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Re: Backus-Naur Form for CIF

  • Subject: Re: Backus-Naur Form for CIF
  • From: Nick Spadaccini <nick@xxxxxxxxxxxxx>
  • Date: Tue, 17 Oct 2000 06:07:00 +0100 (BST)

On Wed, 4 Oct 2000, Peter Murray-Rust wrote:

> What characters does CIF allow? is it 8-13, 32-127? what about Unicode? It 
> needs to be clear. [I haven't got the latest CIF spec so forgive me if this 
> is obvious.]

The specification currently supports ASCII 9-13, 32-126, though the longer
term view will have to be, "how will we adopt the extended character sets
supported by UTF-8 and UTF-16?"

> applied, and additional semantics such as the above are processed. [NB I 
> have never felt happy about the *semantics* of dot and query - it certainly 
> used to be possible to interpret them so that CIF processors were required 
> the to expand ? in DDLs  into default values in data files.]

The semantics of . and ? are often confused and interchanged but David
(below) sums them up correctly. However his use of the word "substitute"
is open to interpretation and needs some clarification.

On Wed, 4 Oct 2000, I. David Brown wrote:

> The 'Guide to CIF for Authors' makes it clear that '?' is used when the
> value is not known (i.e. it may or may not be the default).  '.' is
> interepreted as the default (if a default exists).  
> In my understanding '.' is also used to indicate that the value is
> irrelevant in the current context in which case substituting the default
> value should not cause any problem.  However, '?' should never be
> substituted by the default.

So the presence of ? indicates there is a value, BUT it is unknown. What
you do after this is application specific (as far as STAR is concerned).
You may choose to use a default value that may be present in the
dictionary, or you may choose to leave the the value as "unknown". In the
newest version of the prototype STAR dictionary the presence of ? actually
invokes the methods associated with the data item, a series of evaluations
occur that results in the calculated value. Hence bond distances can be
recorded as ?, and the value is determined from the method attached to the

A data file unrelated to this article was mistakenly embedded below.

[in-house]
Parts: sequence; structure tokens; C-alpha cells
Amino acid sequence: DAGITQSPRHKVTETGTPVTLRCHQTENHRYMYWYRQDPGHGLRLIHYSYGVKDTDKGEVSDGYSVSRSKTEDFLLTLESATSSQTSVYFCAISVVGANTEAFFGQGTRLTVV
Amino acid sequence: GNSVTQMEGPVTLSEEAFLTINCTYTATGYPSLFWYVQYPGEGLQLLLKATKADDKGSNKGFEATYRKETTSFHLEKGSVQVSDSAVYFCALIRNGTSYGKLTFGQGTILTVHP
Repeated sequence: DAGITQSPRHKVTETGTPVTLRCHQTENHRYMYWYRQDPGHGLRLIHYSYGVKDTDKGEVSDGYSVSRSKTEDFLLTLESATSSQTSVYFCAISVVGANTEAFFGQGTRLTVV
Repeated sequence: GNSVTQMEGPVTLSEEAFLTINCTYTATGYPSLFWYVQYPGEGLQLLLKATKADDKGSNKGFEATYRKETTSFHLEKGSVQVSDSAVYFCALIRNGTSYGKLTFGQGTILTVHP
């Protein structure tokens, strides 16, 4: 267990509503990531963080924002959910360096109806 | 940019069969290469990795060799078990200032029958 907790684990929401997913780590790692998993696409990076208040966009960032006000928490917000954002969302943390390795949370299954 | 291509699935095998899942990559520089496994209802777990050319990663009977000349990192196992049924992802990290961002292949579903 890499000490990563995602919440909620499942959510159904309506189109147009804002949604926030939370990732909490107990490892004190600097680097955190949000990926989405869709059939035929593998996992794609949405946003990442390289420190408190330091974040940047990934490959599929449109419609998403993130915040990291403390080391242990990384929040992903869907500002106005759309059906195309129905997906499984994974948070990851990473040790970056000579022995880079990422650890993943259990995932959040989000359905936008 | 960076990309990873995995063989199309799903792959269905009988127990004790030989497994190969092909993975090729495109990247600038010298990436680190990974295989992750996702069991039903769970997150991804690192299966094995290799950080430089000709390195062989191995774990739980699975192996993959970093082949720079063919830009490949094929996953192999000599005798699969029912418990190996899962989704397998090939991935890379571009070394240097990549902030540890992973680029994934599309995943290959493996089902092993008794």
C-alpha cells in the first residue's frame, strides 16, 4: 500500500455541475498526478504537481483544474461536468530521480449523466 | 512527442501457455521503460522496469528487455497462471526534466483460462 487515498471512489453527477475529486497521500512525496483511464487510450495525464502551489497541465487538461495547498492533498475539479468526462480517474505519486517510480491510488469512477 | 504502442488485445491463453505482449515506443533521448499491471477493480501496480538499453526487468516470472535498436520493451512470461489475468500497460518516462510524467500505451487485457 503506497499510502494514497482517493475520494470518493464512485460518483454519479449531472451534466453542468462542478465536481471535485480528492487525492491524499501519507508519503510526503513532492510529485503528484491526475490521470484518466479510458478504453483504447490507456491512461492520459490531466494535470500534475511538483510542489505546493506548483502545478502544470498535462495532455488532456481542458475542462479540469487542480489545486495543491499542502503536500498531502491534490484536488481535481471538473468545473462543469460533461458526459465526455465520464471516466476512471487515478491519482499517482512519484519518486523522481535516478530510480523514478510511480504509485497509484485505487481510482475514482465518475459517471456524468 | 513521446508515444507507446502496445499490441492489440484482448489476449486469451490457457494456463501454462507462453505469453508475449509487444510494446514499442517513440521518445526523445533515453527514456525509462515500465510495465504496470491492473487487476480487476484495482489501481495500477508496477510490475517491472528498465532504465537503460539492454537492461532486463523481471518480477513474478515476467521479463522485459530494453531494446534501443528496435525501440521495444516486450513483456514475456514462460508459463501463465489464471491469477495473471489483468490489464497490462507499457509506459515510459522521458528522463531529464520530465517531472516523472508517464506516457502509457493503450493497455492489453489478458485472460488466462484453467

_bond_length_whatever dictionary item.

David correctly states the two independent interpretations of . in a data
file. It is a short hand way of identifying the default value should be
used. That default value being defined in the dictionary. Why write out a
"." rather than the actual default value? Historical reasons. When files
were written and read by eye it was deemed easier to see the exception to
the rule in a "sea of dots". In CIF this is frequently used for the symop
associated with an atom in a bond calculation. Rather than have the
majority of them recorded as 1_555, they are often stored as . with the
default value defined as 1_555. In this way it is much easier to see an
exception like 1_556 (which stands out). As tools have developed and less
of these things are done by eye, we may see a deprecation of the use of .
to mean default.

It's other use is in the presence of . where there is no dictionary
default. This is semantically different and interpreted to mean this
quantity is not relevant. This occurs in CIF where a list of atom coords
and Uijs may have the 6 U11->U23 values listed for non hydrogen atoms but
have only a single Uiso for hydrogen atoms. However CIF being CIF the 6
values for U11->U23 must be listed even for hydrogens. Hence one used . to
mean this quantity is not relevant here (since no default exists for a

Peter MR follows up with 

On Wed, 4 Oct 2000, Peter Murray-Rust wrote:

> My worry about defaults is that they can become regarded as "hard facts" 
> after they have been inserted for the first time. XML has a tools for 
> adding default attribute values, e.g.:
>          <!ELEMENT molecule ANY>
>          <!ATTLIST molecule convention CDATA "CML">
> says that any <molecule> without a convention attribute:
>          <molecule>
>   is processed as if it were:
>          <molecule convention="CML">
> This is fine for metadata and styling, but is perhaps dangerous for 
> "experimental values".  When the file is emitted from an XML or CIF tool 
> which adds defaults there will be no way of knowing whether some data were 
> actually measured or whether they were defaulted. The same problem occurs 
> with null values - "." is often a null-like value.

I contend that the values . and ? ARE THE VALUES and should NEVER be
physically substituted for. The fact that pragmatically and operationally
you can use defaults etc, does not mean these become the recorded values.
The recorded values were and should always be . and ?. Every time you
access them you go through whatever process it is you need to.



Dr Nick Spadaccini
Department of Computer Science              voice: +(61 8) 9380 3452
University of Western Australia               fax: +(61 8) 9380 1089
Nedlands, Perth,  WA  6907                 email: nick@cs.uwa.edu.au
AUSTRALIA                        web: http://www.cs.uwa.edu.au/~nick

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